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Elizabeth line passengers face month of cancelled trains amid work to tackle Paddington-Reading track failures

Passengers on the Elizabeth line face a month of cancelled early-morning and late-night trains as work gets underway to tackle chronic track failures between Paddington and Reading.

Network Rail is to “accelerate” a near £140m improvement plan after more than 3,000 passengers were stranded on Elizabeth line, Heathrow Express and GWR trains for several hours at night last December when overhead wires fell and power to the tracks was cut.

From Sunday, there will be no Elizabeth line trains west of Paddington before 7.40am, and services will terminate at the mainline station – meaning no through running to and from central London.

In addition, a number of the stations between Paddington and Maidenhead will be reduced to only two trains an hour. There will also be fewer services from around 10pm.

GWR trains are also likely to be affected, though the impact is expected to be more limited.

Between Monday and Thursday until March 28 there will be a reduced Elizabeth line service from Paddington from 9.30pm, with four trains an hour to Heathrow airport and two to Reading.

Network Rail said it would take 18 months before performance on the Great Western Main Line returned to “good” levels.

During the first month of work, only two of the four tracks in and out of Paddington will be open.

Network Rail will try to co-ordinate later work with about 70 days of track closures that are planned over the next five years to connect the Great Western Main Line to the HS2 station at Old Oak Common.

It has identified more than 1,000 actions needed on the 53-mile stretch of track between Didcot Parkway in Oxfordshire and Paddington.

Marcus Jones, Network Rail’s route director, admitted that the Government-owned company has been “letting people down”.

He said the aim was to “stabilise” services and “stop things going wrong” over the next six months, with an ambition for maintenance and infrastructure renewals to be “back on track” after 18 months, at which point good performance will be “business as usual”.

Mr Jones said: “We haven’t been performing well enough and we are sorry for that. We’re letting people down and it’s awful to be in a position where we’re doing that.”

Passengers were trapped on trains for hours in December (Emma Bentley)
Passengers were trapped on trains for hours in December (Emma Bentley)

Transport for London said it had seen a 22 per cent increase in the number of formal passenger complaints about the Elizabeth line in the last year, from about from 32 to 40 a week.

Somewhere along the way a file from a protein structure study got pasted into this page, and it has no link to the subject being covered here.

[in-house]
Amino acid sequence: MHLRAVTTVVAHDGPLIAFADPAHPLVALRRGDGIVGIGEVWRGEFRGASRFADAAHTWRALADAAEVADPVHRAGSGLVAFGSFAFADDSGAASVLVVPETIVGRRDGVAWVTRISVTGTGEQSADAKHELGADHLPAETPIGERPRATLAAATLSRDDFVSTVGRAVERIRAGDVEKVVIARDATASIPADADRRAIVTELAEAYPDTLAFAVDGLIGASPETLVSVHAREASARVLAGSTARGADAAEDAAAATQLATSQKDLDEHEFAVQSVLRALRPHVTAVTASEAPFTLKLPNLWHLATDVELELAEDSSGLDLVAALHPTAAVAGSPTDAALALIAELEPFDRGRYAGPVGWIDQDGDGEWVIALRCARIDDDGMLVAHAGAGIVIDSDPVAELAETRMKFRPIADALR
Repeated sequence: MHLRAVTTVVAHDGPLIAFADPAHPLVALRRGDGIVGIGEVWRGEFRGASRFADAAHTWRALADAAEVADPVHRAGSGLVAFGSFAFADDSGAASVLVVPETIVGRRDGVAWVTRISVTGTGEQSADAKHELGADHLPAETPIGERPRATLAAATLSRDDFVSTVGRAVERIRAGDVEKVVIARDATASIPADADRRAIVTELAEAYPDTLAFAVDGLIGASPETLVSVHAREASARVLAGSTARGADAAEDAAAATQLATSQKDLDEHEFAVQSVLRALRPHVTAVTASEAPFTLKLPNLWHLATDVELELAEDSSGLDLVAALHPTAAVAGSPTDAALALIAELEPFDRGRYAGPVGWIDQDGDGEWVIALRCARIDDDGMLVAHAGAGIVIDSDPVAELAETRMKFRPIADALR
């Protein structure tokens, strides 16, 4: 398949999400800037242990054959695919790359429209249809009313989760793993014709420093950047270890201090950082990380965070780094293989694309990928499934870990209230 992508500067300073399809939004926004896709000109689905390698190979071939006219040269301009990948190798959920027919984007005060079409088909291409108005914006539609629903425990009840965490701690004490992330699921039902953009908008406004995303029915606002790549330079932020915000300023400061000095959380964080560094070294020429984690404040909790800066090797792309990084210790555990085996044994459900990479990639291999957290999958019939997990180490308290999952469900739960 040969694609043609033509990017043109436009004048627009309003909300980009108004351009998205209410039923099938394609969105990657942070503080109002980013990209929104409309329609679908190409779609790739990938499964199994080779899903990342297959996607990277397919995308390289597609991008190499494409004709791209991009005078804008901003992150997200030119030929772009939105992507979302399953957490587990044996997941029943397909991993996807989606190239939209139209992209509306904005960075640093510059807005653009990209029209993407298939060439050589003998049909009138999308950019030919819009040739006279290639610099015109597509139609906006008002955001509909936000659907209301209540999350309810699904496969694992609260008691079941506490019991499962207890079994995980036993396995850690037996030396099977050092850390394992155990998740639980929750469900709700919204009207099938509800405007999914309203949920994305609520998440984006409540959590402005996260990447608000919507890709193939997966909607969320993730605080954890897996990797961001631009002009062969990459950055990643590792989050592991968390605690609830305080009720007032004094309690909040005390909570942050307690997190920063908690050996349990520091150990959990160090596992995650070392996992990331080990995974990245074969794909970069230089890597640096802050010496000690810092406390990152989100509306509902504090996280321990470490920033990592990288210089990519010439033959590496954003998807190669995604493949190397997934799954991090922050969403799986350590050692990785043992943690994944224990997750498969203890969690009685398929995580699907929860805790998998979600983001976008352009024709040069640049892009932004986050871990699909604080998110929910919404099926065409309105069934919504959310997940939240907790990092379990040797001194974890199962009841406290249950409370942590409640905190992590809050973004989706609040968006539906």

About 4.5m journeys take place on the line each week, making it the single busiest railway in the UK.

Over the last three four-week periods it has failed to hit punctuality and reliability targets.

Since November 12, the “public performance measure” has been 81.4 per cent, 87.3 per cent and 88.8 per cent. The target is 91.7 per cent.

TfL said that “key actions” resulting from the December 7 incident included reducing the amount of track left without power, placing a “greater immediate focus” on stranded trains, ensuring more staff are available to assist with swifter evacuation and having better plans to get passengers home.

Mayor Sadiq Khan, who met Network Rail chief executive Andrew Haines yesterday, said the recent performance of the Elizabeth lien had been “below the high standards set”.

He said: “I have been absolutely clear with Network Rail, [train operator] MTR and TfL that the issues we have seen over the last six months are not acceptable. I am pleased that they have brought forward a comprehensive plan to resolve the problems on the line, and I will continue to hold them to account.”

A spokesperson for GWR said: “We share our passengers’ concerns, and the team at Network Rail understands the impact on our customers when the infrastructure doesn’t perform as it should, and the need to improve.

“In the past year two-thirds of delays to our customers in the Thames Valley relate to problems with the track, signalling or overhead lines.

“The steps outlined by the new regional Network Rail team should be welcomed. We look forward to working with them to understand the delivery plan in more detail and help minimise the impact of the work on customers.”